SCADA Reference Architecture
In essence, a SCADA (Supervisory Control And Data Acquisition) solution is a set of systems for controlling distributed physical equipment. Operators control and monitor the physical processes via the centralized system which in turn is communicating with more local systems until the physical equipment is reached.
If you are familiar with SCADA environments, this article will mainly be a repetition of what you already know. If so, you are welcome to skip down to the end where you can download the securiCAD SCADA model.
The model described here was developed by the SEGRID research project that used securiCAD to perform vulnerability assessments of a use case for operation of distributed renewable energy. It involved both threat modeling experts from the Royal Institute of Technology in Sweden, as well as experts with thorough experience within the power distribution domain.
This material will guide you through the SEGRID material to show how a SCADA system is typically represented in securiCAD.
General SCADA structure
A SCADA solution is not only one single component, but instead a structure of systems for distribution of control commands and collection of status information and similar data. There are of course several different suppliers of SCADA systems on the market, but the main structure tend to be similar and the intention with this material is to show the basics. This reference architecture will be a good starting point when identifying what areas that would need adjustments to match your particular setup.
The SEGRID Project came up with the following high level map of a SCADA environment.
The case described is power distribution including distributed generation of renewable energy. The SCADA system is only a part of this larger ICT (Information and Communication Technology) infrastructure for power distribution, which also includes AMI (Automatic Metering Infrastructure), Energy Supplier, Data Hub and Households. However in this material we will focus on the SCADA environment.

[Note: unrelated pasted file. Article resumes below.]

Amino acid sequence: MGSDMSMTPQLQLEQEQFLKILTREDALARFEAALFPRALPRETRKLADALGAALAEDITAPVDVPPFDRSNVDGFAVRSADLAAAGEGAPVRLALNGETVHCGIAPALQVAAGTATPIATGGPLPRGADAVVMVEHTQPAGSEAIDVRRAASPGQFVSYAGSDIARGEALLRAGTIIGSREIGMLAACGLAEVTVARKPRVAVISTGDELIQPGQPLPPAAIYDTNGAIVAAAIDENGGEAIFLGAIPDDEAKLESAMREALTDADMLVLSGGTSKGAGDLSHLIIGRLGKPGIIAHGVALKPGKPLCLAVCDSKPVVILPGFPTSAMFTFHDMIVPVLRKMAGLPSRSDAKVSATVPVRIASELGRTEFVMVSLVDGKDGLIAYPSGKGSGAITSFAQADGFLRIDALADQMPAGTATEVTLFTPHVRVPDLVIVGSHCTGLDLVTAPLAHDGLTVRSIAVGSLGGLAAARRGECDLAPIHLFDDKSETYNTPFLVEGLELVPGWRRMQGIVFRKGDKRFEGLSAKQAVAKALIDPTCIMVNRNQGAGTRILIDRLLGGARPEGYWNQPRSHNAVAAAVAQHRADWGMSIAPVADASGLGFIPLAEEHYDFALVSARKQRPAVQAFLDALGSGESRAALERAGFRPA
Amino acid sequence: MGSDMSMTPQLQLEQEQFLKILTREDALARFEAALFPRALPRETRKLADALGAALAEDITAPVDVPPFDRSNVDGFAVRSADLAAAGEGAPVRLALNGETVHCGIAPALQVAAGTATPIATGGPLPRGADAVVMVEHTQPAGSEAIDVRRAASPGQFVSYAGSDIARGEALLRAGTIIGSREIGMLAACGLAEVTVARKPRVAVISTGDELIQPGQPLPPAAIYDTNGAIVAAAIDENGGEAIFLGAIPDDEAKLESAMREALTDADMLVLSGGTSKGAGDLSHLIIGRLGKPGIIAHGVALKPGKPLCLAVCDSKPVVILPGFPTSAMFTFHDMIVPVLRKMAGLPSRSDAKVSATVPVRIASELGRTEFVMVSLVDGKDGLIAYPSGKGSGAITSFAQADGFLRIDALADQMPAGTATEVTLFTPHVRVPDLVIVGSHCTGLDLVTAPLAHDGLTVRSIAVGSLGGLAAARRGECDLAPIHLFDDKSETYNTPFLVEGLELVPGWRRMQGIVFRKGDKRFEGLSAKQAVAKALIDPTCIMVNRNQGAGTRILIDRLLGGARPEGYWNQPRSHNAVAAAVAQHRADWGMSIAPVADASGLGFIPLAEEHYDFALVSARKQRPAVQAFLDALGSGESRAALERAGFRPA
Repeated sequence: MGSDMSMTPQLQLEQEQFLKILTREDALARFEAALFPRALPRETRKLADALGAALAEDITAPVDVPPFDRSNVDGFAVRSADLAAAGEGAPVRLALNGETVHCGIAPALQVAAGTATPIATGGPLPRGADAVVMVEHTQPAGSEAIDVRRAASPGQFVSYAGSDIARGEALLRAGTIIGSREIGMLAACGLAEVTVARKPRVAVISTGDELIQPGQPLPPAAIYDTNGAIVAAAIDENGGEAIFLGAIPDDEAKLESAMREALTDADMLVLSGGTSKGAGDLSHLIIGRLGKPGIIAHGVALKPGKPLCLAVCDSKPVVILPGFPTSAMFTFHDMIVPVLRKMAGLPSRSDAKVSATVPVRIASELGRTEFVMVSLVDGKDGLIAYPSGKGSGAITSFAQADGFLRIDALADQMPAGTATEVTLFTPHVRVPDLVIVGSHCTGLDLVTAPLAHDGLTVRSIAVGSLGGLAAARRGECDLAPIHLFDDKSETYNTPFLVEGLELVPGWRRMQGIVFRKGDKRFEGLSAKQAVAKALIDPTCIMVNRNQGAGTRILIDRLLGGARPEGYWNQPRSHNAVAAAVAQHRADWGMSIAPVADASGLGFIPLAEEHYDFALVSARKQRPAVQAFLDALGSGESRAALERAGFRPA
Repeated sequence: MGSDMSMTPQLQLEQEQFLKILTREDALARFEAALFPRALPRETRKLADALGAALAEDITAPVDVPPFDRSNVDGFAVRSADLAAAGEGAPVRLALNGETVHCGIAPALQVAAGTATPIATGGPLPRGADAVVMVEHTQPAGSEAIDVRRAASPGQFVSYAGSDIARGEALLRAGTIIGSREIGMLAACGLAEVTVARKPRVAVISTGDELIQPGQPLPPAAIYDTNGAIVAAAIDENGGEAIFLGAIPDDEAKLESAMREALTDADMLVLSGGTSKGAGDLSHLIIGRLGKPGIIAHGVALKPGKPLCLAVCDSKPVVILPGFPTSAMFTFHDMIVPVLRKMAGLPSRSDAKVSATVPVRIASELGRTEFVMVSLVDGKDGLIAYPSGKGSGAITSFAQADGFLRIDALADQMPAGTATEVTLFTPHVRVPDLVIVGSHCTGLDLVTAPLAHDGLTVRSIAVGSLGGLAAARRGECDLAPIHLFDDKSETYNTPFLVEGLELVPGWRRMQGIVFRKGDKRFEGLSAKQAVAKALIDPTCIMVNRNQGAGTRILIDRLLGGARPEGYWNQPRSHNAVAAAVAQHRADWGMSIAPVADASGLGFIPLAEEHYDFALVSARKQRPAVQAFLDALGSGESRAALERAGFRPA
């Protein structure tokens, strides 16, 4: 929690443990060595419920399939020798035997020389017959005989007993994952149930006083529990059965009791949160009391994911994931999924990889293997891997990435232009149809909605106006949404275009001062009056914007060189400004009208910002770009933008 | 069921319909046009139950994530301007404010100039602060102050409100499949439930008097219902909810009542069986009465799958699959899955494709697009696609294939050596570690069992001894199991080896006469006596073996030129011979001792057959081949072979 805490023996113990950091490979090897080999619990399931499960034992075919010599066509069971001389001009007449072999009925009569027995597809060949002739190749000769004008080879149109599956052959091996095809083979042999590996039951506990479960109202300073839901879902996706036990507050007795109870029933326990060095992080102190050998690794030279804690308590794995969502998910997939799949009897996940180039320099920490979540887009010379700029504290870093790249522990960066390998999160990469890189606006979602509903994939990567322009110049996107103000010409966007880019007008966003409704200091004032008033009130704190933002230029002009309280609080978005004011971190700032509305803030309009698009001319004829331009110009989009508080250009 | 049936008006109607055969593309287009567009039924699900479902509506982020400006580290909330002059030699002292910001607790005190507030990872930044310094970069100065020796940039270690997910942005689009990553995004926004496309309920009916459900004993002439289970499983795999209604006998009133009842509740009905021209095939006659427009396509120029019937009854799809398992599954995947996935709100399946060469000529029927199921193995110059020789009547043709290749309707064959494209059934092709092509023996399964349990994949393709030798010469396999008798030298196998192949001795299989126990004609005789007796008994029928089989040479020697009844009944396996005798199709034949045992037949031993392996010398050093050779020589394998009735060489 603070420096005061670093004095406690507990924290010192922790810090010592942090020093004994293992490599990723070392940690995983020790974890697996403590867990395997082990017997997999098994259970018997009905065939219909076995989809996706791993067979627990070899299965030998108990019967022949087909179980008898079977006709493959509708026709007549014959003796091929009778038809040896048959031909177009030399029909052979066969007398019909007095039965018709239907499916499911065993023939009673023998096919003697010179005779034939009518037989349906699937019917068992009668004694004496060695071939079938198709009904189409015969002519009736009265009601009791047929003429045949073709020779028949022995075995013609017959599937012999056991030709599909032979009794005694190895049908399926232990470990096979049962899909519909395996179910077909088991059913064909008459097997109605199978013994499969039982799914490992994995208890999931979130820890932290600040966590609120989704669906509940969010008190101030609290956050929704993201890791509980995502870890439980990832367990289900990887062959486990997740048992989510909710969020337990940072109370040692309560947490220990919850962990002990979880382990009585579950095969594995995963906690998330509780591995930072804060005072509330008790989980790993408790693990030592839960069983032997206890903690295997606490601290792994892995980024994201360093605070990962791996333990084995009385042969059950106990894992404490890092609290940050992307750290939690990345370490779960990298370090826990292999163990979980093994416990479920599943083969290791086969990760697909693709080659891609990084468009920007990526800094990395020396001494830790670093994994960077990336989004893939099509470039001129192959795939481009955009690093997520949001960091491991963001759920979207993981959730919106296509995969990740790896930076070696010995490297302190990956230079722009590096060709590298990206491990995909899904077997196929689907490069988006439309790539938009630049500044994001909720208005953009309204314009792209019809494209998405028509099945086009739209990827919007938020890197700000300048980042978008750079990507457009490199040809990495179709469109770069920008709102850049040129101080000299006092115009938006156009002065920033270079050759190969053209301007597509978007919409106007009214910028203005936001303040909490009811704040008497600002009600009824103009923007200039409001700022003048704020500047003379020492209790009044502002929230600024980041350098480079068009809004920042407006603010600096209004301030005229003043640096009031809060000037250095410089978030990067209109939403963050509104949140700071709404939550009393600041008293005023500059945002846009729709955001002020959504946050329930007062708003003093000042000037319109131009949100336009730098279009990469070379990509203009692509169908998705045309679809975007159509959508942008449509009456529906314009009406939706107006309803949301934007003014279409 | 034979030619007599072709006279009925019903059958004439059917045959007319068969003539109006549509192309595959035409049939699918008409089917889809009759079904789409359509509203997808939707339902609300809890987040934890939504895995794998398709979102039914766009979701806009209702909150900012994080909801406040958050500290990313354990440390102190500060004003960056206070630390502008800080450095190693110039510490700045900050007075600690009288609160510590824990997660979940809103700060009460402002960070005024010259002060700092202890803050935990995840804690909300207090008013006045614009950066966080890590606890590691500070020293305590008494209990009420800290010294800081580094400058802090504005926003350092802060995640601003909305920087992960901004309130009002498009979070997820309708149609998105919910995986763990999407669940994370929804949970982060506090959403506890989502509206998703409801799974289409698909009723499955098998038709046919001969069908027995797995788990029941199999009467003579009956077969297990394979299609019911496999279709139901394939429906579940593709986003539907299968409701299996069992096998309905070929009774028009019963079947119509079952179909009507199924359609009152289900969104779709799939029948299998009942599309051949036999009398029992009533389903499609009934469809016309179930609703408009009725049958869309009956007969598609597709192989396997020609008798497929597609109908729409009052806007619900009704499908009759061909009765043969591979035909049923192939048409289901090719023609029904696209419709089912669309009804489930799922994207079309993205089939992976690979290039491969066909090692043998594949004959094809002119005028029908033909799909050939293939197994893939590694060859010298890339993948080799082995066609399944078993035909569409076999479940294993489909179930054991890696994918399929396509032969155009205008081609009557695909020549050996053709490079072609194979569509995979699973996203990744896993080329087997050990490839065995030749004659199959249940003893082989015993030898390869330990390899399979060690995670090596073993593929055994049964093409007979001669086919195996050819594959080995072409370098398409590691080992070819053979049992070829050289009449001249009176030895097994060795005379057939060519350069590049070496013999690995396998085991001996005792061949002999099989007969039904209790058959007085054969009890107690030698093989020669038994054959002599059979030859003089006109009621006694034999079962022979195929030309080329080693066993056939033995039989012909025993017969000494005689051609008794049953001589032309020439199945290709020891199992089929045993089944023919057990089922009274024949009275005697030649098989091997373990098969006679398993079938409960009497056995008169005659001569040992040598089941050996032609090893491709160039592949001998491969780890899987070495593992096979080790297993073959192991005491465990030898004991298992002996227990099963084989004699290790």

When analyzing a particular environment, it might also be the case that you would like to limit the scope of the analysis so that the external solution provider’s network or the external power plants/generation networks are not part of the analysis. So, strictly speaking, the SEGRID study (and the corresponding securiCAD model) covers more than just the SCADA solution itself.
Looking at the high-level map, there are several zones depicted. The following sections will present a short explanation of each zone’s purpose.
SCADA Zone and Process Zone
The SCADA zone is the most essential part of the structure. This is where commands from operators are delivered and then distributed to the actual equipment (substations).
The SCADA zone contains the HMI (Human Machine Interface) workstations which operators use to interact with the SCADA system. The SCADA database is the main information repository holding an up to date representation of the process being controlled and monitored. Historian is a database system for collecting statuses, database changes, issued commands and similar data.
The process zone contains systems responsible for communication with the substations. The systems in the SCADA zone shall not need to communicate with the field equipment/zones but instead, let systems in the process zone handle that task.
SCADA DMZ Zone
The SCADA DMZ zone is, except from the process zone, the only zone connected to the SCADA zone. This means that it is acting as an intermediate zone for the data transfer between the SCADA zone and the Office zone. It has got connections to the Office zone where the office staff are working with statistics and status information like for instance power outages and it has got VPN connections to the external HW/SW Vendor. Data is transferred via the Replicated SCADA and Replicated Historian systems in the SCADA DMZ zone.
Looking to the left of the SCADA zone, we have the Engineering zone. This is where the power system structure is defined. This definition is then fed into the SCADA system and will determine what operations that can be done to different parts of the power grid.
Software and firmware updates arrive in the Vendor File Transfer Server before being transferred to the live systems in the SCADA zone.
The Office LAN is where the staff not working with operating the process is located. They are for instance working with SCADA environment statistics collected in the Replicated Historian system in the SCADA DMZ zone.
This zone is representing regular office communication with Internet and is in our model represented with a mail server.
DSO WAN and Primary Substation